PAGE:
Significant seasonal variations of DOC were found in typical wetlands of Poyang Lake. Obviously, DOC content of each vegetation community in autumn was higher than that in spring. However, Carex-B demonstrated the highest DOC contents both in spring and autumn. Similar to SOC, DOC of Phalaris-B was higher than that of Phalaris-G, with the latter determined to have the lowest contents of DOC. Accordingly, Carex-B showed the highest ratio of DOC/SOC with the values of 1.26% (in spring) and 1.81% (in autumn). However, relatively low ratios of DOC/SOC were found in Phragmites-B. Averaging across the vegetation zone, ratios of DOC/SOC in two typical wetlands were higher in autumn than those in spring.

Typical vegetation community's characteristics

Coverage values of studied vegetation communities in spring, varying from 80% to 100%, were higher than those in autumn (65%–95%) (Table 3). Carex-B had the highest seasonal coverage values, while Phalaris-G showed the lowest values in spring. Moreover, Phragmites-G had the highest average species height, while Carex-G and Carex-B were found to have the lowest constructive species height in spring. However, Phalaris-G and Phalaris-B showed the lowest constructive species height in spring with values of 32.2 cm and 35.2 cm, respectively.

Table 3

Descriptions typical vegetation communities in Poyang Lake

  Vegetation community coverage (%)
 
Constructive species height (cm)
 
Constructive species importance value
 
Vegetation community Spring Autumn Spring Autumn Spring Autumn 
Phragmites-B 85ab* ± 10 85ab ± 5 115.2b ± 35.1 188.3a ± 48.3 56.5d ± 9.6 66.8b ± 13.5 
Carex-B 100a ± 5 95a ± 5 65.6d ± 15.6 68.7b ± 13.2 93.3a ± 3.5 90.2a ± 2.9 
Phalaris-B 85ab ± 10 65c ± 10 78.8c ± 7.8 35.2c ± 11.5 90.7a ± 4.1 57.9bc ± 6.0 
Phragmites-G 95a ± 5 85ab ± 5 202.5a ± 44.5 225.1a ± 35.2 75.8c ± 11.3 64.1b ± 11.5 
Carex-G 95ab ± 5 90a ± 5 51.7d ± 3.5 46.5b ± 2.3 91.5a ± 6.5 88.3a ± 7.2 
Phalaris-G 80b ± 10 70c ± 10 79.6c ± 4.6 32.2c ± 2.71 83.2b ± 7.3 52.7c ± 9.5 
  Vegetation community coverage (%)
 
Constructive species height (cm)
 
Constructive species importance value
 
Vegetation community Spring Autumn Spring Autumn Spring Autumn 
Phragmites-B 85ab* ± 10 85ab ± 5 115.2b ± 35.1 188.3a ± 48.3 56.5d ± 9.6 66.8b ± 13.5 
Carex-B 100a ± 5 95a ± 5 65.6d ± 15.6 68.7b ± 13.2 93.3a ± 3.5 90.2a ± 2.9 
Phalaris-B 85ab ± 10 65c ± 10 78.8c ± 7.8 35.2c ± 11.5 90.7a ± 4.1 57.9bc ± 6.0 
Phragmites-G 95a ± 5 85ab ± 5 202.5a ± 44.5 225.1a ± 35.2 75.8c ± 11.3 64.1b ± 11.5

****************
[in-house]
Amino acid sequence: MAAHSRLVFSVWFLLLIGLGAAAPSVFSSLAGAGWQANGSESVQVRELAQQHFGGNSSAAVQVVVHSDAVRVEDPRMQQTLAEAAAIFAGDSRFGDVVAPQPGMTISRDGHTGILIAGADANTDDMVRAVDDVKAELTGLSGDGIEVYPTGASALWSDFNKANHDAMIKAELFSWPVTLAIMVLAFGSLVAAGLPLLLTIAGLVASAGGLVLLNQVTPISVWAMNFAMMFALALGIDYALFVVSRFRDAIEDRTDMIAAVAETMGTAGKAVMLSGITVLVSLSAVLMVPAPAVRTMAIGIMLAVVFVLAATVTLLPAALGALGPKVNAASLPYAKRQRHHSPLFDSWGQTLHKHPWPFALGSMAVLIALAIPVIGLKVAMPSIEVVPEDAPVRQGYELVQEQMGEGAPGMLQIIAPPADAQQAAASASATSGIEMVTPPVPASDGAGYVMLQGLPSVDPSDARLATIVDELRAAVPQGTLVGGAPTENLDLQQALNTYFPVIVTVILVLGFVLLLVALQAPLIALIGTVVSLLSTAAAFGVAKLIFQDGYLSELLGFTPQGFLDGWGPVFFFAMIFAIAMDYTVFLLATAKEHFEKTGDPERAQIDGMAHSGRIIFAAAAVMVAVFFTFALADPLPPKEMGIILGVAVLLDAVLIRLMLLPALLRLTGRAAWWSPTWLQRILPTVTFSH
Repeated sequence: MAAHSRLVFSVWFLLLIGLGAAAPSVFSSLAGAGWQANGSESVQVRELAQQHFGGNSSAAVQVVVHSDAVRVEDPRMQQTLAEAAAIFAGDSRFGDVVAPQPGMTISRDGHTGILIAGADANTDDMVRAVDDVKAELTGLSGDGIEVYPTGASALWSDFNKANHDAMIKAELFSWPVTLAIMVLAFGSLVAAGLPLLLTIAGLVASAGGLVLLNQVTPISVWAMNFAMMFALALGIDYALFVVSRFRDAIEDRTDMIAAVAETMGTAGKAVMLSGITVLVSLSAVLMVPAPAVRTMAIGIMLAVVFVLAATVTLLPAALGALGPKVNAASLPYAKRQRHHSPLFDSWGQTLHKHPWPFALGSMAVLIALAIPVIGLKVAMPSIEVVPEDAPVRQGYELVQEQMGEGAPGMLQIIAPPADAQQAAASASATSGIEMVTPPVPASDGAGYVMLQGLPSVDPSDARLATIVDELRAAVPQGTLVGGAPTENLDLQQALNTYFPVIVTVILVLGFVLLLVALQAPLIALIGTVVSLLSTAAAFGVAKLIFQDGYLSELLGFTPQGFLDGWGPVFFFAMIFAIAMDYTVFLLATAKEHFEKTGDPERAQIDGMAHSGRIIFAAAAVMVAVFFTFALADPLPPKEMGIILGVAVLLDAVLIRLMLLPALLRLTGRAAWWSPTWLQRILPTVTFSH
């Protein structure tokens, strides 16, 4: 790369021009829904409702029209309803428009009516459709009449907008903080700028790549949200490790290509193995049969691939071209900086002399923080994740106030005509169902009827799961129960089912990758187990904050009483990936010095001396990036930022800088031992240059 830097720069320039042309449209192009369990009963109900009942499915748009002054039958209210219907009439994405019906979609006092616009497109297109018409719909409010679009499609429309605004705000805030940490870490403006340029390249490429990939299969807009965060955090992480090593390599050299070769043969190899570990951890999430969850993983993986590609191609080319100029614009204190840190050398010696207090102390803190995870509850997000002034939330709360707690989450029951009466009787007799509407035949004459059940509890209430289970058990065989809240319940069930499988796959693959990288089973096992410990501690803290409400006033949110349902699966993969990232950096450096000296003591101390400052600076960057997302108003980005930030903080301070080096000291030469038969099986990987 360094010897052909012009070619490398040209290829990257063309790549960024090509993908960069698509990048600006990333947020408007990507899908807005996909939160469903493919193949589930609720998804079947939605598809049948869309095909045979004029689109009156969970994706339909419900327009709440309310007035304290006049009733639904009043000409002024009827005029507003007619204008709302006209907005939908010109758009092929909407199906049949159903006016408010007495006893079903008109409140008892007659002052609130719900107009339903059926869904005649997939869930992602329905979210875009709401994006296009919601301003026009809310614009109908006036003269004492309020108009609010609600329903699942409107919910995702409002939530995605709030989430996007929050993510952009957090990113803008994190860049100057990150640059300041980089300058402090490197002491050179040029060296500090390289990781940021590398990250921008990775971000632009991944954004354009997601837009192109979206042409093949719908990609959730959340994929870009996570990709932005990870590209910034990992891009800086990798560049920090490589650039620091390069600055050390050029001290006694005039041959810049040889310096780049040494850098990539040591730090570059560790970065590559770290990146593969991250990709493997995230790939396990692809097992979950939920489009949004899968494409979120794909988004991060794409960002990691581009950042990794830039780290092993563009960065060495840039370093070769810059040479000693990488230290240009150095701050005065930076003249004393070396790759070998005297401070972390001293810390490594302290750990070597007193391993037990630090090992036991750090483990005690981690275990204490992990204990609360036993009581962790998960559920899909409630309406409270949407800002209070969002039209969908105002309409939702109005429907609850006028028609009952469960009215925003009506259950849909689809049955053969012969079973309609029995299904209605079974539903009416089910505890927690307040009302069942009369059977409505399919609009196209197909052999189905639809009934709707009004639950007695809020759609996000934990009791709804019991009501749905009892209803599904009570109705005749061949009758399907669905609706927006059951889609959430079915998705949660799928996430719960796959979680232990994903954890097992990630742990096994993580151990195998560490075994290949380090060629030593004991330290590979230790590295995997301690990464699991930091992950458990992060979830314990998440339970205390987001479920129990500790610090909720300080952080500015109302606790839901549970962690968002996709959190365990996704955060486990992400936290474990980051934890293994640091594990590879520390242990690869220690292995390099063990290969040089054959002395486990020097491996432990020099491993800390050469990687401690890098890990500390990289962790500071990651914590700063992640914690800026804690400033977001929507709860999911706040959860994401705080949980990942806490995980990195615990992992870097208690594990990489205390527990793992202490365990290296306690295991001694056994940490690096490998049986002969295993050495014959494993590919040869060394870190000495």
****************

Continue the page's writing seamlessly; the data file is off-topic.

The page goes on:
Carex-G 95ab ± 5 90a ± 5 51.7d ± 3.5 46.5b ± 2.3 91.5a ± 6.5 88.3a ± 7.2 
Phalaris-G 80b ± 10 70c ± 10 79.6c ± 4.6 32.2c ± 2.71 83.2b ± 7.3 52.7c ± 9.5 

* Different letters in the columns indicate significant differences for P ≤ 0.05.

Less variation of constructive species importance value between spring and autumn was found in Phragmites-B and Phragmites-G (Table 3). Constructive species were absolutely predominant in the Carex community. Furthermore, Phalaris-B and Phalaris-G also showed relatively high predominance of constructive species in spring. However, the constructive species importance values of the Phalaris community decreased remarkably in autumn.

Seasonal variations in above-ground and below-ground biomass of the studied vegetation communities were observed (Figure 3(a) and 3(b)). Phragmites-G produced the highest seasonal above-ground biomasses. Less difference of above-ground biomasses was found between Carex-B and Carex-G. However, Phalaris-G and Phalaris-B had the lowest above-ground biomass with great decreases in autumn, which were in contrast to that of Phragmites-B and Phragmites-G. Compared with above-ground biomass, relatively lower below-ground biomass was determined in vegetation communities of the two wetlands with values in the ranges of 428.7 g/m2–1,866.0 g/m2 in spring and 342.7 g/m2–2,363.4 g/m2 in autumn, respectively.

Figure 3

Seasonal average values and SD of above-ground biomass (a), below-ground biomass (b), Margalef index (c), and Shannon–Wiener index (d) of vegetation communities in two typical wetlands.

Figure 3

Seasonal average values and SD of above-ground biomass (a), below-ground biomass (b), Margalef index (c), and Shannon–Wiener index (d) of vegetation communities in two typical wetlands.

Phragmites-G represented the highest species richness in spring, while Phalaris-G showed the highest one in autumn (Figure 3(c)). Carex-B and Carex-G demonstrated less seasonal variation of species richness with relatively low Margalef indexes. In contrast to the Margalef index, the highest Shannon–Wiener index was determined in Phragmites-G and Phragmites-B in spring. However, Carex-B and Carex-G showed the lowest Shannon–Wiener index both in spring and autumn.

SOC and DOC contents correlating to vegetation biomass and community biodiversity